03 Aug Tenant Screening Spotlight: Roommates
Your tenant, Steve, just got his hours cut at work. To help make rent he’s invited his friend Bob to stay in the spare room.
Another tenant, Julie, has opened her door to her sister Dana, who’s going through a divorce.
Molly and Tim are very much in love. They’re moving in.
Do Bob, Dana, and Tim belong on the lease? And should they be subject to a tenant credit and criminal background check?
Yes, yes, yes.
This is as much for your tenants’ protection as it is for yours, of course. Love is blind, friends are forgiving, and the chance to share bills is often all a tenant considers when choosing a roommate. But your financial and property concerns are paramount, and your tenants should never take on a roommate lightly.
We’re not talking about the potential for sleepless nights and dirty dishes, either. Tenants on the lease are jointly and separately responsible for upholding the agreement — if Tim decides to move to Oregon next week, Molly is still liable for his share of the rent. Only when every permanent resident is on the lease do you retain the legal and financial authority necessary to protect your business.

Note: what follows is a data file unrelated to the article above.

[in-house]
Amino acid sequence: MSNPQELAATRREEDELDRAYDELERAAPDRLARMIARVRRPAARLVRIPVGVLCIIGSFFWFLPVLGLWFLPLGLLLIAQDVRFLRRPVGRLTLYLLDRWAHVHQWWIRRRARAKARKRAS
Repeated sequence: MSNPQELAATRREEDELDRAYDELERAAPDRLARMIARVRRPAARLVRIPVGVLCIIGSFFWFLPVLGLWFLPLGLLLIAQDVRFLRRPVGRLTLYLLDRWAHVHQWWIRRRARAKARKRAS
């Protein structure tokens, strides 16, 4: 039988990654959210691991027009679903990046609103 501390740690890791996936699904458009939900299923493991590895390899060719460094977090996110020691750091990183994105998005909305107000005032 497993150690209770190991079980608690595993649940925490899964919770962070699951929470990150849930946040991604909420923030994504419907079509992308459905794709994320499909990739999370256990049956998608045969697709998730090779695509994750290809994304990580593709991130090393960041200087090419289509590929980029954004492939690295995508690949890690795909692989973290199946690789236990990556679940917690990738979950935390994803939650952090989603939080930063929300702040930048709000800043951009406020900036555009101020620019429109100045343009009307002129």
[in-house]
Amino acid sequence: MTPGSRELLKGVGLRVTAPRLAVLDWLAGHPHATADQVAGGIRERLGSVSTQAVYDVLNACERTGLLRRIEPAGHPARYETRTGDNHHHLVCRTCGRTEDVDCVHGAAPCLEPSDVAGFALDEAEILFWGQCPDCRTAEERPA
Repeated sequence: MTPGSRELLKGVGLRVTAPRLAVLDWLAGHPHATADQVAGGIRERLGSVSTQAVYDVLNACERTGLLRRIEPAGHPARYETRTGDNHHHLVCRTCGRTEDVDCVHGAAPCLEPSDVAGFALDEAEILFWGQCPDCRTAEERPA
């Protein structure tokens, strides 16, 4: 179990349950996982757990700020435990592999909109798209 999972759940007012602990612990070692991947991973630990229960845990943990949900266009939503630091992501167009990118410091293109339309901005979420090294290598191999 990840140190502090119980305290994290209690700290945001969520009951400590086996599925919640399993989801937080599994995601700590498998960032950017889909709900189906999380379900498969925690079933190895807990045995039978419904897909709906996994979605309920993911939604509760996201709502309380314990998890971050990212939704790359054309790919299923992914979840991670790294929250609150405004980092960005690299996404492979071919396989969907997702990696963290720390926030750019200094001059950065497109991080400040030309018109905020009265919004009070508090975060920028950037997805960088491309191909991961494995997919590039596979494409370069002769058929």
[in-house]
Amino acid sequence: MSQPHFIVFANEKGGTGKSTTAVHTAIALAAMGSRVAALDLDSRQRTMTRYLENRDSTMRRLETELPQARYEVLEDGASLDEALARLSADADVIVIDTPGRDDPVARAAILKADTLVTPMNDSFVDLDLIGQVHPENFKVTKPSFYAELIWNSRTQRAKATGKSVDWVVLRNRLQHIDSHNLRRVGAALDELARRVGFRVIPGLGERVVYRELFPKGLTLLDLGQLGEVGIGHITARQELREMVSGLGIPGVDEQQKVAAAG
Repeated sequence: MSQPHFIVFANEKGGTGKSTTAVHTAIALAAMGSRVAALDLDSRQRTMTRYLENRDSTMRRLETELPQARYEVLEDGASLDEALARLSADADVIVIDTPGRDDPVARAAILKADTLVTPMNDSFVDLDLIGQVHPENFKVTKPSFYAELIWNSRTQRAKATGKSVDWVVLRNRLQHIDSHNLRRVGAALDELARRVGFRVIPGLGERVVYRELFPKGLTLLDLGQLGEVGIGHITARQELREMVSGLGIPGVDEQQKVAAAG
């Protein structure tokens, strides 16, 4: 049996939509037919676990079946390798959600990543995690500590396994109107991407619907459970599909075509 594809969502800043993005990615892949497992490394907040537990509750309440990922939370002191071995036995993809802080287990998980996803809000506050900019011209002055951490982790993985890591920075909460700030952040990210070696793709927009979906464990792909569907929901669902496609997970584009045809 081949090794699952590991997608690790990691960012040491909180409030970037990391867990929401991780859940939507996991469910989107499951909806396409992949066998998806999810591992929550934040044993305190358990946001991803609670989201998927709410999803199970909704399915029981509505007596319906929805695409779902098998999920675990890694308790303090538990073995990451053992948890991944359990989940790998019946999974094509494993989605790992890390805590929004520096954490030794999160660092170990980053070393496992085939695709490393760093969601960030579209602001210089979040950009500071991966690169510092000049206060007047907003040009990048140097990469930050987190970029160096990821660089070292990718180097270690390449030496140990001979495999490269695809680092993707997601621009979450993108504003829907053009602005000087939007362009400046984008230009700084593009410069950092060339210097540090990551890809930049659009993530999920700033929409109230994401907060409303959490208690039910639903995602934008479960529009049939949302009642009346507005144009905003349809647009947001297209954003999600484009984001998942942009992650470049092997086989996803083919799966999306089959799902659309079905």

Friends who crash on the couch for a few weeks don’t matter much, of course. But if you suddenly find yourself with a new tenant, sit down with the current leaseholder and explain the situation. Run a tenant credit and criminal background check, just as you would when filling an empty apartment.
You can testify to your tenant’s good judgment, of course, so chances are things will be fine. But a comprehensive tenant screening including a criminal background check means peace of mind.
And that means everything.
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